Monitoring ocean acidification in Caribbean coral reefs

An ocean acidification buoy in Puerto Rico helps scientists understand changing conditions in our oceans and atmosphere.

Yellow buoy in the blue ocean off the coast of Puerto Rico, land can be seen in the background
The La Parguera NOAA Ocean Acidification program buoy is moored in a coral reef location on the southwest side of Puerto Rico monitoring CO2, salinity, chlorophyll, oxygen, and pH in the water and air.

Since 2008, a NOAA Ocean Acidification Program (OAP) buoy has been positioned in La Parguera, Puerto Rico where it collects data for scientists studying the chemistry, biology, geology, and physics of the Caribbean Sea. A recent NOAA video available in English and in Spanish explains the impact of increased levels of carbon dioxide (CO2) and ocean acidification on ocean chemistry and on marine life in our oceans. 

Knowledge of ocean acidification and warming conditions is critical to advance the 2030 Sustainable Development Goals of the United Nations in Puerto Rico. The information provided by NOAA is relevant for tracking progress towards achieving mitigation and adaptation actions around the island because rapid changes in ocean acidification and warming have significant impacts on the ocean’s ability to sequester CO2 from the atmosphere and ocean ecosystem services (e.g., tourism, food, coastal protection).

What is Ocean Acidification? 

Recent measurements indicate that atmospheric CO2 levels have increased by 50% due to human activities such as the burning of fossil fuels. The ocean absorbs about a third of the COthat is released to the atmosphere.  As atmospheric CO2 has increased, so has the amount of COabsorbed by the ocean. More CO2in the water increases our ocean’s acidity, a phenomenon known as ocean acidification

When COenters the ocean, it dissolves in the salt water creating other compounds such as carbonic acid, bicarbonate, and carbonate ions. Shellfish and corals rely on carbonate ions in the water to build their skeletons and shells. Higher levels of CO2 in the water column causes less carbonate ions in the ocean, and as a result, shellfish and corals have thinner shells, slower growth rates, and rising death rates.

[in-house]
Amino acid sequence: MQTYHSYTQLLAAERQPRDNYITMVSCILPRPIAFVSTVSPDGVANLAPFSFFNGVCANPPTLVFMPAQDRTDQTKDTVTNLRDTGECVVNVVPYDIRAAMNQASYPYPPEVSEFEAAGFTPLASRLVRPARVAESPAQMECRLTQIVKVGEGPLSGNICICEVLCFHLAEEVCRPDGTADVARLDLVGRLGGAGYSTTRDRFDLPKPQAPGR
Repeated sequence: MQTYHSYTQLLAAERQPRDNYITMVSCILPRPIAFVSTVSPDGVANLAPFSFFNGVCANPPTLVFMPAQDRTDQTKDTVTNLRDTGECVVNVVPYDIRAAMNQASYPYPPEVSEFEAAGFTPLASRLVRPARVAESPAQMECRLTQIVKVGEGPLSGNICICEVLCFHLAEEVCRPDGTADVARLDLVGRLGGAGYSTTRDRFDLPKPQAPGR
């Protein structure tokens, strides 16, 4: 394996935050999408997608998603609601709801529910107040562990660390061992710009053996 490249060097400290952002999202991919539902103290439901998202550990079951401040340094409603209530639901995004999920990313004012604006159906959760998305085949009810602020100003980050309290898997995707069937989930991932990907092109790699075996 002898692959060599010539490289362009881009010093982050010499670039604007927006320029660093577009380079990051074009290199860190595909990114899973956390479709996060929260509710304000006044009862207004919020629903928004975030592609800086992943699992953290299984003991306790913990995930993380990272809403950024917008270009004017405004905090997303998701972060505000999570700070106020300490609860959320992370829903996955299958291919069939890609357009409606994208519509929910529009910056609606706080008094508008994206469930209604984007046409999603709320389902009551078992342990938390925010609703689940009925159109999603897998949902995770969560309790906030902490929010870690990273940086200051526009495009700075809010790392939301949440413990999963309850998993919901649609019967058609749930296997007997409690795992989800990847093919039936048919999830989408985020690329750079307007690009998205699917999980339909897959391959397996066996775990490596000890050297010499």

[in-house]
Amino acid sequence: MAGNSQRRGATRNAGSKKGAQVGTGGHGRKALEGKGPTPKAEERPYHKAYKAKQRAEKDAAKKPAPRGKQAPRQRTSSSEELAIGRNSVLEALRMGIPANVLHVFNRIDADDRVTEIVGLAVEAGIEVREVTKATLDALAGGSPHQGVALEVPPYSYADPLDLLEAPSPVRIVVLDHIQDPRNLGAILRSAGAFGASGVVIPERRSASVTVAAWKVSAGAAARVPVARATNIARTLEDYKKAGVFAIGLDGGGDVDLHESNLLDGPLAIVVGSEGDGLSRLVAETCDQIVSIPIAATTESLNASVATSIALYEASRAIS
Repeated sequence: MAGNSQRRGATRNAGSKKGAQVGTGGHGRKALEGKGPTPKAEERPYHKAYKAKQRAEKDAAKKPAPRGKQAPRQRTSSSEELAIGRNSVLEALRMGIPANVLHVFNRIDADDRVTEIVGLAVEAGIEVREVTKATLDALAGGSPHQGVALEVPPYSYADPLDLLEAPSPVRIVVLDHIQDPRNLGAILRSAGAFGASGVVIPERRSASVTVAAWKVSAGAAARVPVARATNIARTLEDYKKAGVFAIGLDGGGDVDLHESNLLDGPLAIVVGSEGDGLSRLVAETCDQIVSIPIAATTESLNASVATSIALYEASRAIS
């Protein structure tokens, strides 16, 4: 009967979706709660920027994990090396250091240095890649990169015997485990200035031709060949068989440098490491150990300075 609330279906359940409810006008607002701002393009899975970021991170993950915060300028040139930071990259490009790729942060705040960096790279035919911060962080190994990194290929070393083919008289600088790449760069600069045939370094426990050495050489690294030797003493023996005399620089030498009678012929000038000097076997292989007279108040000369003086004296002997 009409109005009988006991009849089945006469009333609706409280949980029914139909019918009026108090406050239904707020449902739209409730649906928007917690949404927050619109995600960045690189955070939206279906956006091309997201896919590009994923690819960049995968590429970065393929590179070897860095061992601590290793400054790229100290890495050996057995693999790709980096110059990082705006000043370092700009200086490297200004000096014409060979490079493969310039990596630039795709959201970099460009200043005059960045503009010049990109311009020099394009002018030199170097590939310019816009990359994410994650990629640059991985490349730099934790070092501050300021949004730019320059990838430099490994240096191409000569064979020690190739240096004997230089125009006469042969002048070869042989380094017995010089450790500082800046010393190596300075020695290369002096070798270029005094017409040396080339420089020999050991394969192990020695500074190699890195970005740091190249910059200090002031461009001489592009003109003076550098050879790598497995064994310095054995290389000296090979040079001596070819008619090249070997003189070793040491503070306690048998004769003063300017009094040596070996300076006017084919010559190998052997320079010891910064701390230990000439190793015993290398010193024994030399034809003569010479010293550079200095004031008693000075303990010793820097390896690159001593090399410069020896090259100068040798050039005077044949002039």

A Decade of Ocean Acidification Observations in Puerto Rico 

Ten years ago, there were no studies of carbonate chemistry and no ocean acidification observations in Puerto Rico. Ocean acidification studies began with the installation of a buoy in a coral reef location on the southwest of the island in 2008 as part of the then Atlantic Ocean Acidification Test-Bed. The buoy is part of a global effort by NOAA to monitor ocean acidification. There are currently 19 NOAA OAP buoys in coastal, open ocean, and coral reef ecosystems around the world. The La Parguera buoy is the only one located in the Caribbean monitoring coral reefs. The station is an important node contributing to the National Ocean Acidification Observing Network, a joint effort by NOAA OAP, the Pacific Marine Environmental Laboratory, the Caribbean Ocean Observing System (CariCOOS), and the University of Puerto Rico–Mayagüez. Today, the site is a fixed Climate Monitoring Station and contributes a suite of ecological measurements, such as calcification and bio-erosion. The buoy serves as a nexus for federal and academic monitoring and research, allows for testing of new technology and methods to improve the understanding of coastal carbonate chemistry, and raises community awareness and engagement.

OAP buoys are moored, allowing them to remain stationary so scientists can get measurements from the same place over time. Scientists then collect the data from the various buoys to better understand the geographic and temporal changes. The past decade of buoy data is key to understanding long-term acidification trends and more generally how ocean chemistry is changing over time. 

The buoy monitors several key indicators including 

● COin the water, 

● COin the air, 

● Salinity, 

● Chlorophyll content in the water, 

● Oxygen in the water, 

● and pH 

These observations have opened doors for other collaborations throughout the Caribbean including with NOAA’s Coral Reef Conservation Program, SeaGrant Puerto Rico, the University of New Hampshire, and the University of Puerto Rico. 

As work continues, the program is identifying and engaging stakeholders and partners, assessing needs, and generating products and tools that support management decisions, adaptation, and resilience in response to acidification. The NOAA OAP recently provided funds for a first-ever workshop in the region to begin planning for the development of a regional vulnerability assessment. This project will help provide the framework needed to evaluate ocean acidification vulnerabilities and engage local stakeholders, such as those working on coral restoration and coastal managers, in discussions of ocean acidification. There is currently little information about how ocean acidification impacts ecologically and economically important species and ecosystems in Puerto Rico. The buoy observations not only advance the science behind this global problem, but it also develops capacity building and empowers local communities with the tools to fight back against the effects of this global problem.

Ocean Acidification and Protected Resources 

While shell builders like shellfish and corals are directly affected by ocean acidification, other species are indirectly affected because they eat the shelled organisms or live in the habitats they create. Marine ecosystems have complex food webs, and impacts of ocean acidification will change the ocean from the smallest sea snail to the biggest whale. 

Office of Protected Resources, NOAA, 26 July 2021. Full article.

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